Pocket money helps keep them in school

Study shows recipients spend the money on mainly food and drinks

HOW far can a student stretch his pocket money? Quite far, based on a survey of those receiving an allowance from The Straits Times School Pocket Money Fund (SPMF).

A study by two National University of Singapore (NUS) academics has found that they use it primarily to pay for food and drinks in school, as well as transport.

The result: They go to school regularly and take part in school activities - with no fear of going hungry.

They also use the money to buy stationery, books and supplementary educational material. Six in 10 even have some money left at the end of the month.

Ms Bertha Henson, associate editor of The Straits Times and organising chairman of the SPMF, said she was glad that the beneficiaries were using the money for its intended purpose: to get to school and stay in school. The study showed that donors can rest assured of the effects of their generosity, she said.

'Too often when we give to charity, we don't know whether our money has been put to good use. The study shows that the SPMF plays an important part in the lives of needy households.'

The researchers surveyed 400 children and their parents for the study, which was commissioned by The Straits Times and the National Council of Social Service (NCSS) to gauge the impact of the fund on its beneficiaries.

The study by Dr Chang-Keun Han and Dr David Rothwell - both of whom have since left the NUS department of social work - also included a survey of 153 social workers and staff from agencies which disburse the money, and in-depth interviews with 35 benefiting families.

Those with a household income of $450 per capita or less are eligible for help from the SPMF. It has helped more than 85,000 cases since it was launched 11 years ago.

Primary school pupils now receive $55 a month, and secondary school students get $90. This is $10 more than when the research was conducted, from last March to March this year.

Most parents said they use the money to pay urgent bills before putting the rest aside for the children. Some give their children as little as $10 a month from the money they receive, while others top it up to $100.

Some parents also distribute some of the money among their other children who do not meet the fund's criteria.

Recipient families said they felt less troubled about the possibility of their children going hungry, or not having the bus fare for school.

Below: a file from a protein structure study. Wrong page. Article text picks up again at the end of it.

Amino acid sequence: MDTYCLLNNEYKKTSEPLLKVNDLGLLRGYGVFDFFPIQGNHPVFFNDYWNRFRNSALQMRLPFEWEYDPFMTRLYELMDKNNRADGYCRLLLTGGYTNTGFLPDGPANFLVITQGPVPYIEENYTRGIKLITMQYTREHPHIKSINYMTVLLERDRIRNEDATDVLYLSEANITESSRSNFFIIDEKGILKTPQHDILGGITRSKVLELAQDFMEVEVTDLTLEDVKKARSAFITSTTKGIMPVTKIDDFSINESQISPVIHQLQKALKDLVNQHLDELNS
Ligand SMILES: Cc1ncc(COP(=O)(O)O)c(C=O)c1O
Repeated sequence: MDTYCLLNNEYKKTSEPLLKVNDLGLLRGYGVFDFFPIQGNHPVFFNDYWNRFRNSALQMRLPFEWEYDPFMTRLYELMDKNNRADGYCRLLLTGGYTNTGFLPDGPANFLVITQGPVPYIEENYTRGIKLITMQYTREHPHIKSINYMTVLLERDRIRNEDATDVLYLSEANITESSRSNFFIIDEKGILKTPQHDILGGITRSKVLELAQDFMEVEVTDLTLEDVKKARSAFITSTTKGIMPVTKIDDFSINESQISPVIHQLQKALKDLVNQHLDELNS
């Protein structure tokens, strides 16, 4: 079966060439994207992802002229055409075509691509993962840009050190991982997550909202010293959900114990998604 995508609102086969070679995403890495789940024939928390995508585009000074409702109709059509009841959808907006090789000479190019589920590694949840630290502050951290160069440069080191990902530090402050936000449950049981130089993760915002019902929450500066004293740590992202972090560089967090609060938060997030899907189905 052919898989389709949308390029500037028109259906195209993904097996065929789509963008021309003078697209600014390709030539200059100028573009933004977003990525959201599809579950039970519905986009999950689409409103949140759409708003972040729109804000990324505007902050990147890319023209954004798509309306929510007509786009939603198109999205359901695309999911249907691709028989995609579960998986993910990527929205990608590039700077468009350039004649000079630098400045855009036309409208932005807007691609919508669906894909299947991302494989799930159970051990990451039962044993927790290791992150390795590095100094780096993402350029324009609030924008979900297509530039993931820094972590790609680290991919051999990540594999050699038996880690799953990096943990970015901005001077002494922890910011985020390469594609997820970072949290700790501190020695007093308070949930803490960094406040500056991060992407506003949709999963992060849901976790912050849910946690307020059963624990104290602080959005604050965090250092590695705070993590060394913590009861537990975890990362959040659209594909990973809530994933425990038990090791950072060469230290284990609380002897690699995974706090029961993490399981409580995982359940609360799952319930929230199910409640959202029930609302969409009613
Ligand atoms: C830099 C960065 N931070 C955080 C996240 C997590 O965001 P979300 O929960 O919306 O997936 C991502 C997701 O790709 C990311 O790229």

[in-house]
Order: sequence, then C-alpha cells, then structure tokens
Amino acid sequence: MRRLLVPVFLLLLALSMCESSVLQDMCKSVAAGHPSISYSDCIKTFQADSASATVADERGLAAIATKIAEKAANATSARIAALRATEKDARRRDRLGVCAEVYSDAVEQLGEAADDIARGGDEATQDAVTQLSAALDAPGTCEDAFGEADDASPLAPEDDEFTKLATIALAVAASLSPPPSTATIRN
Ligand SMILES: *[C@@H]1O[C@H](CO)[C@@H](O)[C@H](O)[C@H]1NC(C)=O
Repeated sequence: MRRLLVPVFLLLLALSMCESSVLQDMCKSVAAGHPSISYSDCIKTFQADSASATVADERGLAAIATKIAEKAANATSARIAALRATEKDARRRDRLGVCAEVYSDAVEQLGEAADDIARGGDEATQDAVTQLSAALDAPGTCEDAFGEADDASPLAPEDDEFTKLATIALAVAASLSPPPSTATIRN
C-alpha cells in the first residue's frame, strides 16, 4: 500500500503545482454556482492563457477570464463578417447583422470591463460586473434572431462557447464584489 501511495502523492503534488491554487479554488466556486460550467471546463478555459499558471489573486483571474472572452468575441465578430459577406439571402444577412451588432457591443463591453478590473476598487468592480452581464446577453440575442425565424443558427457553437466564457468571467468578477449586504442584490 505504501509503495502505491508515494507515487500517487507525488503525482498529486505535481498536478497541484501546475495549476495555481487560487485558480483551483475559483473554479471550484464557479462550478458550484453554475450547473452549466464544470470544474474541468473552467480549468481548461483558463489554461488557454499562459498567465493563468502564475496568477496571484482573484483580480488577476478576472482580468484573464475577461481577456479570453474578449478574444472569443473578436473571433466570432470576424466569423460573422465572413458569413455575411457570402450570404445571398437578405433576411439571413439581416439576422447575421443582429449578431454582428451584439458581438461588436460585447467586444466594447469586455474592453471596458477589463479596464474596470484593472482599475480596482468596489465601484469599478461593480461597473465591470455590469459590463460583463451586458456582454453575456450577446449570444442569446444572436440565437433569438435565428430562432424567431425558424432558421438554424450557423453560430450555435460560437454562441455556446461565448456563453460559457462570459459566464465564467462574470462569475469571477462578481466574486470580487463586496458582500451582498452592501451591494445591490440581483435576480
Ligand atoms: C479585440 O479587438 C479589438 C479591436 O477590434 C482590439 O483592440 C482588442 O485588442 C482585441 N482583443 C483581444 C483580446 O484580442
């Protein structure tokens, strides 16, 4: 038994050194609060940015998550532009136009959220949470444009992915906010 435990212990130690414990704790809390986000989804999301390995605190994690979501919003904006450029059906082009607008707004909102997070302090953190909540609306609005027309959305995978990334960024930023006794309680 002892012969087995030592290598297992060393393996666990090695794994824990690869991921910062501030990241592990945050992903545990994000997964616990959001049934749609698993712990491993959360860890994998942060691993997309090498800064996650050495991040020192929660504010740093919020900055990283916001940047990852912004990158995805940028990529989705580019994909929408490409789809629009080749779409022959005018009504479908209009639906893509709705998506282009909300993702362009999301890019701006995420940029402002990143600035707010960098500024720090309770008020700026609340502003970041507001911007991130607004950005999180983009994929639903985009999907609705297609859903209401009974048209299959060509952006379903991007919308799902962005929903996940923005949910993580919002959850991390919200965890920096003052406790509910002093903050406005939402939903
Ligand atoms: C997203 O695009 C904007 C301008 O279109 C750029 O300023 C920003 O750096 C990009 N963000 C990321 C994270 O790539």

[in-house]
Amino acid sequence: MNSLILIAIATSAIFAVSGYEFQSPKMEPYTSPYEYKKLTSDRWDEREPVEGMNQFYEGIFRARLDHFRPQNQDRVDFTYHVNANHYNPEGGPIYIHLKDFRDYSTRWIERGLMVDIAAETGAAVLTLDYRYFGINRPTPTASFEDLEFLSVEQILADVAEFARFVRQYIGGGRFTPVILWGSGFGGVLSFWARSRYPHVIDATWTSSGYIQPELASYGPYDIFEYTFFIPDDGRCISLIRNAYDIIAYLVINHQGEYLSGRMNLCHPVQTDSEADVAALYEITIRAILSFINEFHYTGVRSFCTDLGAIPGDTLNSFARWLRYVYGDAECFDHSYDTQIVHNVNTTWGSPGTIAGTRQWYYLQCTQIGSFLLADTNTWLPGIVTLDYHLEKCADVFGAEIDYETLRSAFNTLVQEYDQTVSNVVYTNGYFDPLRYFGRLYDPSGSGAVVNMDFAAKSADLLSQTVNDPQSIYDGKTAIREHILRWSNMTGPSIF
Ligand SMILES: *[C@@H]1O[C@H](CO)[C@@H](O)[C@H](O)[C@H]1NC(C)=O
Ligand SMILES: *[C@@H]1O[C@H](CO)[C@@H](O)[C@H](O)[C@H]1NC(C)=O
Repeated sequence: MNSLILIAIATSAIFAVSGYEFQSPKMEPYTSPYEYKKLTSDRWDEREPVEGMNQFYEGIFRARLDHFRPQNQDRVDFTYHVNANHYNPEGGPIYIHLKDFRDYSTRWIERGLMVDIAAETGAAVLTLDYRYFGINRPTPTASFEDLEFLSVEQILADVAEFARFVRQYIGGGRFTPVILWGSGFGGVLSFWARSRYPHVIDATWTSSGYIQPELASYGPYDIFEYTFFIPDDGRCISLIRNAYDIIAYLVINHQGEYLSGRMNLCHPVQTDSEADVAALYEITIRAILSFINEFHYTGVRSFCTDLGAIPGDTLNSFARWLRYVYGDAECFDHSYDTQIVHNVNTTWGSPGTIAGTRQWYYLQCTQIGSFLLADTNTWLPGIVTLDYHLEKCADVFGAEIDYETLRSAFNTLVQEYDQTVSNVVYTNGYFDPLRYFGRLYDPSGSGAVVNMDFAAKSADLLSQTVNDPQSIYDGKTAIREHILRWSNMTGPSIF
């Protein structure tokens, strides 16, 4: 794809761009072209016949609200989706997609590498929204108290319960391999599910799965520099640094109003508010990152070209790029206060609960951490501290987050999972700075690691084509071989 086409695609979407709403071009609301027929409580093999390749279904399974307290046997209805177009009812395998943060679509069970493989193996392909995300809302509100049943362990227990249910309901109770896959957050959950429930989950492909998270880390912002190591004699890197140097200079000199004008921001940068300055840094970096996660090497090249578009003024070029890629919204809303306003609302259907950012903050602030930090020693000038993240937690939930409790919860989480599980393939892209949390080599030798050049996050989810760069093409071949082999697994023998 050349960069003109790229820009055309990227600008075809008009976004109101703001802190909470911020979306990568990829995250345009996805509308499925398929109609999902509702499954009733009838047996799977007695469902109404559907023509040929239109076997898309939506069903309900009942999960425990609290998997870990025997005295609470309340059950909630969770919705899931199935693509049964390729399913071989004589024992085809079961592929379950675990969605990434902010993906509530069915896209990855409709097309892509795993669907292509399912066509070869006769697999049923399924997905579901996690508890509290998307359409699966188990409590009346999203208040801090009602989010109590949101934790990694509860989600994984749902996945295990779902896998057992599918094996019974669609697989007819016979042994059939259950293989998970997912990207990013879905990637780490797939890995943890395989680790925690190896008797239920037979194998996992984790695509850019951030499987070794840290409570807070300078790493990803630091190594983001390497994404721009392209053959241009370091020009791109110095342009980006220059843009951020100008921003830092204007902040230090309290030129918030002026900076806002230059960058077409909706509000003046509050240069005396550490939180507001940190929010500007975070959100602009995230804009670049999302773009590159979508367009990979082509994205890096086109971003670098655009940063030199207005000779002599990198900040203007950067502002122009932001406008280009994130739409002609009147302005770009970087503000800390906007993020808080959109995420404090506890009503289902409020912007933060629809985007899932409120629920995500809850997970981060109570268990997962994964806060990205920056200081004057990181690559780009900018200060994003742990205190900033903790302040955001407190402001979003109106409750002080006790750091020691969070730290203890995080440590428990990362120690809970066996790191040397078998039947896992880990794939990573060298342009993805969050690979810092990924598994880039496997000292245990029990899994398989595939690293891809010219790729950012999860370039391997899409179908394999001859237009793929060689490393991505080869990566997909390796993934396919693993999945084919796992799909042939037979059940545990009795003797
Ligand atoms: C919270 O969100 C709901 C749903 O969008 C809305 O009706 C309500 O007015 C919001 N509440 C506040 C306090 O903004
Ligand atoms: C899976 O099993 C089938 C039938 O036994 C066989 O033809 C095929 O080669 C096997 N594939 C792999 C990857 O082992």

This was echoed by recipients who did not take part in the research, such as Mr C. K. Wong, 45, who is unemployed because he is suffering from lung cancer.

He now gets $110 in total for his two primary school children, aged seven and eight. The divorcee, who has sole custody of his children, said in Mandarin: 'Life is still difficult but at least it can help them with school, with breakfast and something to eat in the afternoon.'

He wants his children to make it through school. Said Mr Wong: 'Sometimes I feel like giving up, but I hold on because of my children.'

In their report, the researchers cited one parent who told interviewers that her daughter now attends school regularly. 'Before this pocket money, we sometimes don't have money to give her. We want her to go to school, but then what is she going to eat in school?'

The researchers also checked 134 school report cards. Of 37 students who had failing grades before they went on the fund, 15 - or about 40 per cent - achieved a pass grade after receiving pocket money. Participation in co-curricular activities also went up.

One finding surprised some social workers interviewed: That students had savings and were intent on saving some of the money they received. Four in 10 had savings goals and more than half kept track of their spending.

Mr Peter Chang, executive director of the Pasir Ris Family Service Centre, said: 'Coming from a family with financial difficulties, learning this skill at an early age will help prevent the poverty cycle from repeating itself in their generation.'

Dr Rothwell said that while SPMF was not designed to encourage savings, the results suggested there was potential to build on it.

Ms Tina Hung, deputy chief executive of the NCSS, which administers the fund, said: 'The study will help to improve our approaches in reaching out to fulfil the needs of families requiring help, and ensures that the fund continues to stay effective.'


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